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Silver-Copper Alloy Nanoparticles for Metal Enhanced Luminescence

Sanchari Chowdhury, Chemical and Biomedical Engineering, University of South Florida, ENB 118, 4202 E Fowler Avenue, Tampa, FL 33620, Venkat Bhethanabotla, Department of Chemical Engineering, University of South Florida, ENB 118, 4202 E. Fowler Ave., Tampa, FL 33620, and Rajan Sen, Civil Engineering, University of South Florida, ENB 118, 4202 E Fowler Avenue, Tampa, FL 33620.

Luminescence based measurements and devices are currently widely used methods in different fields such as biology, chemistry, materials science and medicine.  Strong luminescence intensity is one of the most important desired properties for luminophores for these applications.  At the vicinity of conducting metallic nanoparticles such as those of silver and gold, the emission intensity of luminophores is known to be significantly influenced.  Surface plasmon resonance (SPR) wavelength, one of the most important properties of nanostructures, dictates the choice of materials to be used for luminescence enhancement.  Tam et al.(1) found that the enhancement is optimal when the plasmon resonance of the nanoparticles is tuned to the emission wavelength of the low quantum yield luminophores. Recently, some theoretical and experimental studies have suggested that luminescence enhancement is largest when emission wavelength is slightly red-shifted from the plasmon resonance(2, 3).  One can expect that by tuning the position of the SPR peak of the nanoparticles over a wide range of wavelengths, metal enhanced luminescence can be extended for a wide range of luminophores.  Metal alloys offer additional degrees of freedom for tuning their optical properties by altering atomic composition and atomic arrangement.  This motivates us to study alloy nanostructured platforms for metal enhanced luminescence (MEL).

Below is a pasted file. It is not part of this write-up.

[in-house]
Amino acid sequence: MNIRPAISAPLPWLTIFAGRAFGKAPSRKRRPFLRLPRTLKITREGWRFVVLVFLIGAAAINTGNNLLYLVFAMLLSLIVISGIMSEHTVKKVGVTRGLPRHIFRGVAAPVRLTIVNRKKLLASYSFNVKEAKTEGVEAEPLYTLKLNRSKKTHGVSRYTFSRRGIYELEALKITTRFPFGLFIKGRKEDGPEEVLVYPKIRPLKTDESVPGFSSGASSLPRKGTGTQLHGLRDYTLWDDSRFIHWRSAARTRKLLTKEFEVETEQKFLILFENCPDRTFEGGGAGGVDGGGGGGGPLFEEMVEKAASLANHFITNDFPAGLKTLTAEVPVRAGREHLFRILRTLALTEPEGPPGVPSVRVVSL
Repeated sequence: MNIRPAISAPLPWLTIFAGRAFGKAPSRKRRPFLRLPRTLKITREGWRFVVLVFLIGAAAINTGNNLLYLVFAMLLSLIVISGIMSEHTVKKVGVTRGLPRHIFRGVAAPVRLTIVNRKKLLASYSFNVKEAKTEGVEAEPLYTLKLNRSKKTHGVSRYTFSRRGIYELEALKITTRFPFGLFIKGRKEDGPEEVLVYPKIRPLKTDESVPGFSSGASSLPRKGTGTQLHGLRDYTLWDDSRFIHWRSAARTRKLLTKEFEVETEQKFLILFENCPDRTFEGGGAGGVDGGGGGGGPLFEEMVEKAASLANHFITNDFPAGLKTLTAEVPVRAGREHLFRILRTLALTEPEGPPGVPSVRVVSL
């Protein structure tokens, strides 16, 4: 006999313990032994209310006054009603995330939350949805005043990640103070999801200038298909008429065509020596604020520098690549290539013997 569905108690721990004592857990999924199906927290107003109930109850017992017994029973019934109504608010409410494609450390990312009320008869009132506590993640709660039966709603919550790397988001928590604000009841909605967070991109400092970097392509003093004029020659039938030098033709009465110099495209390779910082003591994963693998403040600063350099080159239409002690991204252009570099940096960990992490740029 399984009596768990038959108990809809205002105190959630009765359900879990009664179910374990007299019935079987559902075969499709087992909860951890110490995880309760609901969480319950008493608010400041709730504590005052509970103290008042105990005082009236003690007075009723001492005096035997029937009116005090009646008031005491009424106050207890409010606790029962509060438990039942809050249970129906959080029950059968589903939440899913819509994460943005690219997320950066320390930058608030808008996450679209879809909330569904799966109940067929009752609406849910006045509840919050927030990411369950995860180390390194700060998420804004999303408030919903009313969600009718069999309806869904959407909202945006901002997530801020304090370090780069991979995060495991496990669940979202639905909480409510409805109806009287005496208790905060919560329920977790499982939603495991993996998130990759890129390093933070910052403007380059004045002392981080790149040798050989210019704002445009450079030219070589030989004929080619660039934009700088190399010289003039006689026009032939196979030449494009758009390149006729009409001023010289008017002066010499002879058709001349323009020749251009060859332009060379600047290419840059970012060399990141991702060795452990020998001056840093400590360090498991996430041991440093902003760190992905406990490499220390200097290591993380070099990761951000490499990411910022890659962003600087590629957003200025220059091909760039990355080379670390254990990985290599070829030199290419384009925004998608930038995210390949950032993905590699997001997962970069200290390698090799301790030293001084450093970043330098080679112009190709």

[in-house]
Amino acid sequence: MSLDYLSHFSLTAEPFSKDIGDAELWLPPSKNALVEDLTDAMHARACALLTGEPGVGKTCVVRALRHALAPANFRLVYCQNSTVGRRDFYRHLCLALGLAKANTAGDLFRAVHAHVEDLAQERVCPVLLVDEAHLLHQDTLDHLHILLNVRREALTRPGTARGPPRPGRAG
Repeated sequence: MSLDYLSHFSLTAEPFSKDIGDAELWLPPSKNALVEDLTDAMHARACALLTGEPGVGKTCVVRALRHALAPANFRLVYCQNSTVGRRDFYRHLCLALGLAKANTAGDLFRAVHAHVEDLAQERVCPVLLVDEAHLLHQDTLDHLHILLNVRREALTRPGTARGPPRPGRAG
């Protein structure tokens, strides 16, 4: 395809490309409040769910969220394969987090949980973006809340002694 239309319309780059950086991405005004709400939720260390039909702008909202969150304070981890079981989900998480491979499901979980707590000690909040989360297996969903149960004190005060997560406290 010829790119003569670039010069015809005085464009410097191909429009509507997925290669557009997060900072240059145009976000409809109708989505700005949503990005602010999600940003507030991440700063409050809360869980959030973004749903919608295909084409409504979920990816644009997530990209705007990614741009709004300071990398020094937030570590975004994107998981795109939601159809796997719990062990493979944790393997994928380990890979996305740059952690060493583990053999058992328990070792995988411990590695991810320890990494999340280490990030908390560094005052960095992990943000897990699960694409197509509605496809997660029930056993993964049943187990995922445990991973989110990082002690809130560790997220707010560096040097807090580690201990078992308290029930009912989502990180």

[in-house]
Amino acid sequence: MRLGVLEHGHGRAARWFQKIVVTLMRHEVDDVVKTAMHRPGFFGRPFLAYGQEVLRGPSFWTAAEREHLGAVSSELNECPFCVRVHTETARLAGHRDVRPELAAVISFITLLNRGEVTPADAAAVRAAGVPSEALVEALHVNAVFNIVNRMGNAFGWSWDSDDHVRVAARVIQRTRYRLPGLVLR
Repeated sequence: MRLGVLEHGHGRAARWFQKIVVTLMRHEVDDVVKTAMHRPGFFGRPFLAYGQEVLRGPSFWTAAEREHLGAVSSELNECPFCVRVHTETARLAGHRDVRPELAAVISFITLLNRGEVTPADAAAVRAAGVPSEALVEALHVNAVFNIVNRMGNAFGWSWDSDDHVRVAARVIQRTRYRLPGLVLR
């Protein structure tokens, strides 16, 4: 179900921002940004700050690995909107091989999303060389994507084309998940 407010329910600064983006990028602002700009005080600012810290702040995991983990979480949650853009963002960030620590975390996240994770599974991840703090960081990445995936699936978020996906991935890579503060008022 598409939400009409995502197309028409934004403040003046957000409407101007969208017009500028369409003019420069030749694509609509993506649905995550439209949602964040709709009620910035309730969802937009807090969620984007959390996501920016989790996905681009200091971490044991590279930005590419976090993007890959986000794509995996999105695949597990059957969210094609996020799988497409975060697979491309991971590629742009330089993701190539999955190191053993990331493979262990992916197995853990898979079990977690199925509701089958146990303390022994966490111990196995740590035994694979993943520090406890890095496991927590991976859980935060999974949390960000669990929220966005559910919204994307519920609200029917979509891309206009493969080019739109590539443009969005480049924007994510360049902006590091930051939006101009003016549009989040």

Due to their interesting optical properties, we have chosen to study silver-copper alloy nanoparticles(4) for MEL application.  SPR wavelengths of these Ag-Cu nanoparticles were tuned in the visible and near infrared region by changing annealing temperature.  We observed strong emission enhancement of luminophores (141.48+/-19.20 times for Alexa Fluor 488 and 23.91 +/-12.37 times for Alexa Fluor 594) at the vicinity of Ag-Cu nanoparticles when SPR spectrum was tuned to produce maximum spectral overlap.  This study suggests that as SPR spectrum of Ag-Cu alloy nanoparticles can easily be tailored, this platform can be effectively used to enhance luminescence of different luminophores.  This finding opens new avenue for the utilization of metal alloy nanoparticles in MEL applications.

Reference:

1.         F. Tam, G. P. Goodrich, B. R. Johnson, N. J. Halas, Nano Lett. 7, 496-501 (2007).

2.         Y. Chen, K. Munechika, D. S. Ginger, Nano Lett. 7, 690-696 (2007).

3.         M. Thomas, J.-J. Greffet, R. Carminati, Appl. Phys. Lett. 85, 3863-3865 (2004).

4.         M. Hirai, A. Kumar, J. Appl. Phys. 100, 014309 (2006).